Are taxpayers getting the shaft in Bank of America's big mortgage putback settlement?
Rep. Brad Miller, a North Carolina Democrat who is a longtime critic of the big banks' mortgage lending misdeeds, contends they might be. He wants a top federal regulator, the Federal Housing Finance Agency, to join investors who are trying block the megadeal BofA (BAC) unveiled late last month, according to a letter he sent the FHFA this month.
BofA said June 29 it would pay $8.5 billion to resolve mortgage-repurchase claims filed last fall by major institutional investors including BlackRock and Pimco. Under the deal, Bank of New York Mellon (BK), the trustee for the trusts holding residential mortgage-backed securities issued by BofA's Countrywide unit, won't force BofA to repurchase mortgages that failed to meet the bank's underwriting guidelines.
BofA called the settlement an "important step" in moving past the problems it took on in its 2008 acquisition of Countrywide, the giant subprime lender that nearly collapsed in the early stages of the financial crisis. Investors have feared that the Countrywide deal exposed BofA to massive repurchase costs due to Countrywide's apparent failure to abide by the so-called representations and warranties in bond offering documents.
Miller, who has been complaining for years about the big U.S. banks' failure to lend responsibly and about regulators' failure to rein them in, suggests in the letter that the BofA settlement may be a better deal for BofA than for holders of mortgage-backed securities – including U.S. taxpayers, thanks to the bailouts.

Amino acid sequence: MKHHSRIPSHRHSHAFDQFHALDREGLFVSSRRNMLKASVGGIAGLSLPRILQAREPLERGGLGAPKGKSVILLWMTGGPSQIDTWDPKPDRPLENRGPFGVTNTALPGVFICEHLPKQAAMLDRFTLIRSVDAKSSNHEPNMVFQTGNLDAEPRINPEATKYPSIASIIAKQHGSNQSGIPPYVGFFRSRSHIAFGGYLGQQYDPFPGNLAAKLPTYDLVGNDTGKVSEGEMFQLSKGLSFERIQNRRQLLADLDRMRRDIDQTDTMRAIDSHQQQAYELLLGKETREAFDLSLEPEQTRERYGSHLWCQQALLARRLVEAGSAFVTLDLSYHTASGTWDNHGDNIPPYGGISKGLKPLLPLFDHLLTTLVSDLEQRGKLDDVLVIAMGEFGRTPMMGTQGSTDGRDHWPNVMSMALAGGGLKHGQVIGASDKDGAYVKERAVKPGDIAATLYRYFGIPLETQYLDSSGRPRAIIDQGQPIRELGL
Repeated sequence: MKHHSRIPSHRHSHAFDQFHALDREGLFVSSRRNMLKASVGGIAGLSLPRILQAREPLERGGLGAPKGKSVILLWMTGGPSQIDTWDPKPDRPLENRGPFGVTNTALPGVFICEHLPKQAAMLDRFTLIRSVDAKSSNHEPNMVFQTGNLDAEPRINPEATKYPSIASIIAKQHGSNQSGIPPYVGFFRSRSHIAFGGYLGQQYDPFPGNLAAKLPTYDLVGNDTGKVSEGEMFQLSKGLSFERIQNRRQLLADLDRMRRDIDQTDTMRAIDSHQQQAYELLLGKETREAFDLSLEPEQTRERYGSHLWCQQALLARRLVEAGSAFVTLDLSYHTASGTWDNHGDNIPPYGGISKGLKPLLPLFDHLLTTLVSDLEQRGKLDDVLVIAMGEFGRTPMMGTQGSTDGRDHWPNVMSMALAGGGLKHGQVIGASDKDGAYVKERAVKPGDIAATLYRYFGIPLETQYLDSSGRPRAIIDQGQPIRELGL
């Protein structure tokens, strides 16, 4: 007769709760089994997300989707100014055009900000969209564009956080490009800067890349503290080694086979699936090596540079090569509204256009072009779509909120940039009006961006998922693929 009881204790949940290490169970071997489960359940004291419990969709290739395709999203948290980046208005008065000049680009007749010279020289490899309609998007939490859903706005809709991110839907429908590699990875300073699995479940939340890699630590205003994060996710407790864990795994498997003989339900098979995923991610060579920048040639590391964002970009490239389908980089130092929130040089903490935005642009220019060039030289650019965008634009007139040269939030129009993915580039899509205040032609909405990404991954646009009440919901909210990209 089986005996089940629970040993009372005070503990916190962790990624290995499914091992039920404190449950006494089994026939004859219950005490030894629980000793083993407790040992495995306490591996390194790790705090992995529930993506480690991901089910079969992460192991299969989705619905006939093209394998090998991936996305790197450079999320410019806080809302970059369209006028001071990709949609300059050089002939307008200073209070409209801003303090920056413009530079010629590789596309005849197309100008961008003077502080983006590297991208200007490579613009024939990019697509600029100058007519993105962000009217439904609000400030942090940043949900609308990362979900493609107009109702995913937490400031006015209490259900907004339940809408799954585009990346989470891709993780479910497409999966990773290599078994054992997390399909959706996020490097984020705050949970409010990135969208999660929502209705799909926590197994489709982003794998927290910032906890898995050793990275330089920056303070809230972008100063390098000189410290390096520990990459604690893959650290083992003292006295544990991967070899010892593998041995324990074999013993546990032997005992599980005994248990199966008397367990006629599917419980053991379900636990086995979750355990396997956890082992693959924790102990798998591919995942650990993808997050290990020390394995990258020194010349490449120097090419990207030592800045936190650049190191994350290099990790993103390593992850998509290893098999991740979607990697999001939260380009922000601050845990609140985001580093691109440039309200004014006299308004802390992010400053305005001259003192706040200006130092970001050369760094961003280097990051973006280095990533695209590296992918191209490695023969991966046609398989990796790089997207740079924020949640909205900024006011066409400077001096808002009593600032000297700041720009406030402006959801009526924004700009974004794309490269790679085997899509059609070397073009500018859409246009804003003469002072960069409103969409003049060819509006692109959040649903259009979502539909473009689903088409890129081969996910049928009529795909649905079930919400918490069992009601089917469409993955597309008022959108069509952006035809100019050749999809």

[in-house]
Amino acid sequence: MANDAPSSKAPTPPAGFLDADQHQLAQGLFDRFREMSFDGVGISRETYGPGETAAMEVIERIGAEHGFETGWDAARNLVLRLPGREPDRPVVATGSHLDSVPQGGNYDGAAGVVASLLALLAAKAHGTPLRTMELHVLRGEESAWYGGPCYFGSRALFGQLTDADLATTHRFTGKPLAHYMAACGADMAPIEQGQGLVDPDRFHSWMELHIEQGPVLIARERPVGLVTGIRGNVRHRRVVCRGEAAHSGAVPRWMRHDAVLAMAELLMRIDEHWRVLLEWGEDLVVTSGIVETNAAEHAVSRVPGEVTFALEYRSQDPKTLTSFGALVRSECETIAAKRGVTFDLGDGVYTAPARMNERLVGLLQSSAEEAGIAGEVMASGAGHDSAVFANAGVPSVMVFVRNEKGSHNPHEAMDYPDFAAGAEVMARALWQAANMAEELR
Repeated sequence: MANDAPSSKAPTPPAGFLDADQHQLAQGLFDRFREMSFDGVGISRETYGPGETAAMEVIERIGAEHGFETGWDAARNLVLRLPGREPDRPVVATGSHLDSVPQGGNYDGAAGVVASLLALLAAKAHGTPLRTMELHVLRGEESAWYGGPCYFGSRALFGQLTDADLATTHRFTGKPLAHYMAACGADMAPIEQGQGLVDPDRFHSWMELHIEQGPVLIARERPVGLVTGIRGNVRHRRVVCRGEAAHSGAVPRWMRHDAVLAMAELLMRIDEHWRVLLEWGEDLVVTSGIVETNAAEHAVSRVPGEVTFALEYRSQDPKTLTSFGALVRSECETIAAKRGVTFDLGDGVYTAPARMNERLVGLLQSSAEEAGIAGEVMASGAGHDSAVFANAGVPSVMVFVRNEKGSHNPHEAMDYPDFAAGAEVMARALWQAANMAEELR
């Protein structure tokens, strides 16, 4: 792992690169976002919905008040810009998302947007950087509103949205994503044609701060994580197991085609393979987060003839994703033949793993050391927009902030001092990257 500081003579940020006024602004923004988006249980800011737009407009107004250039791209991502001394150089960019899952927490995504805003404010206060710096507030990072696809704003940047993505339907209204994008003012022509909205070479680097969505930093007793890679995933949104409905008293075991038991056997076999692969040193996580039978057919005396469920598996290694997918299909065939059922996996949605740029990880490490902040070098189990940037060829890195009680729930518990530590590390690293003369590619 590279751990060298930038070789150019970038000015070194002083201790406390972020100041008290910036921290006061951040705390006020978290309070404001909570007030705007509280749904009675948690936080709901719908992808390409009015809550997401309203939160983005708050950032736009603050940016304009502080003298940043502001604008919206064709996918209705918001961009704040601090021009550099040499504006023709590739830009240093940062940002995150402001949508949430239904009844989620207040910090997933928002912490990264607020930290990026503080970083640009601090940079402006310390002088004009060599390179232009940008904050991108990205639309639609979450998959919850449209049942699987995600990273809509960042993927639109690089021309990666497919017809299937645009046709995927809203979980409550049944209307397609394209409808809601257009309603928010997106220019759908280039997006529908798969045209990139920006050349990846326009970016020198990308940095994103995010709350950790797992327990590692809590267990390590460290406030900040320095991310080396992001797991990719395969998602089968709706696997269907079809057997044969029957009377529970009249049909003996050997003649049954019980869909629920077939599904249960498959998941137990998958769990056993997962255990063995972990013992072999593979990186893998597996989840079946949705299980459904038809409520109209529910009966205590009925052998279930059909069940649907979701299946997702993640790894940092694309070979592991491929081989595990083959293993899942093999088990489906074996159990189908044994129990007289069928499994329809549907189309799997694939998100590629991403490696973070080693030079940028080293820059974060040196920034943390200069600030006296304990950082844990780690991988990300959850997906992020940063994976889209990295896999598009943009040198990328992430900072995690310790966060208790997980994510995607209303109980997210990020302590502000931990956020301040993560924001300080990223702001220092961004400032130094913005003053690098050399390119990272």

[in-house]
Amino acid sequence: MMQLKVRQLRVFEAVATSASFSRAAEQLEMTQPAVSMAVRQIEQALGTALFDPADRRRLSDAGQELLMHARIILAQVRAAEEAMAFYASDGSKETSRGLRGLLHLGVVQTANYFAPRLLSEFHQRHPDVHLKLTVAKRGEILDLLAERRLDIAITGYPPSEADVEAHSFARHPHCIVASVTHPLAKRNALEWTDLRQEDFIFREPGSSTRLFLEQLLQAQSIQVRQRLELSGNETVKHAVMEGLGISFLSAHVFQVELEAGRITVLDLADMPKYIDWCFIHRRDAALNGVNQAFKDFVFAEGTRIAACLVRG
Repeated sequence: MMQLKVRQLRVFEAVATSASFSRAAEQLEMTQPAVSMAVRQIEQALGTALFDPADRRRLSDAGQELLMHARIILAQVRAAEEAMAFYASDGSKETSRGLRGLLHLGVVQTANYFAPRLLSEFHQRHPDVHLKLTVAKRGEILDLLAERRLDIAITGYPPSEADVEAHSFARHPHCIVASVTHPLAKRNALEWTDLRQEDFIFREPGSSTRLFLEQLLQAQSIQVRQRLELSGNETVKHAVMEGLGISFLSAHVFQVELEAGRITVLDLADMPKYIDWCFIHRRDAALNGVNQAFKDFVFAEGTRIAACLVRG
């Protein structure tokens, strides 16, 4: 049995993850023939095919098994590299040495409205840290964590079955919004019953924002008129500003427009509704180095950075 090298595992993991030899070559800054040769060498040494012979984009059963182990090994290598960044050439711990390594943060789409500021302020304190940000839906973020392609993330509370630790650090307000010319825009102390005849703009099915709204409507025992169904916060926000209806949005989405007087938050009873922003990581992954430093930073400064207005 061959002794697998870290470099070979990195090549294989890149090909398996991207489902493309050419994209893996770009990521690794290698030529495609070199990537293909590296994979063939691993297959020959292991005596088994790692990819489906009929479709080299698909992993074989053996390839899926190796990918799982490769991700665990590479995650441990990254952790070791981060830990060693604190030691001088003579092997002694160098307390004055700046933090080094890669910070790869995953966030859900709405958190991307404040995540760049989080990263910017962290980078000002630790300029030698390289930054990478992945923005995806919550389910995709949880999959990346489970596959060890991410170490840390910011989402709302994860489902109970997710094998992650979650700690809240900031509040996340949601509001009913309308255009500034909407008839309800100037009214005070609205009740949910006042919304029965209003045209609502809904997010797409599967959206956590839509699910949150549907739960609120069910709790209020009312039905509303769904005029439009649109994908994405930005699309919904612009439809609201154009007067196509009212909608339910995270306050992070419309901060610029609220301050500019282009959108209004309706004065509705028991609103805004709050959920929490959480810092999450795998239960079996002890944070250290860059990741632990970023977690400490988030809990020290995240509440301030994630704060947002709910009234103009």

Miller's July 8 letter to FHFA acting chief Edward DeMarco notes that BofA's settlement amounts to just 2 cents on the dollar of the bonds' initial par value and just 5 cents on the dollar of the bonds' remaining unpaid balance.
That's not much – and the difference could be coming out of your pocket, Miller contends. He writes that Fannie Mae and Freddie Mac, the government-backed mortgage investors that were bailed out by Treasury in September 2008 and are now overseen by the FHFA, have "suffered substantial losses" on investments in the securities that are subject to the settlement. He didn't offer any specifics on the losses.>
Because protecting taxpayers should be the "polar star" of the FHFA, Miller writes, he has urged the agency to "zealously" pursue legal claims against banks that sold mortgage bonds.
An FHFA spokeswoman said the agency has received the letter and will respond to Miller. BofA declined to comment.
A group of bondholders calling itself Walnut Place filed court papers last week claiming the settlement favored big firms with regular business with BofA at the expense of less well connected investors.
Miller makes that case as well, writing that more than 60% of Bank of New York's trustee business comes from Bank of America.
The notion that taxpayers are footing the bill for BofA's mortgage problems isn't a new one either. A mortgage putback settlement the bank reached in January with Fannie and Freddie was received scathingly by critics of the big banks, who argued the administration would do anything to avoid a housing downturn.
Miller stops short of conspiracy theories but contends the government must be more forthcoming about the banks' response to the housing crisis.
If nothing else, he says, the FHFA should disclose what it knows about Fannie and Freddie's losses on mortgage securities covered in the settlement -- including whether BofA and the Bank of New York have responded fully to subpoenas the agency issued last year to determine whether bond-issuing banks should make good on Fannie-Freddie mortgage-bond losses.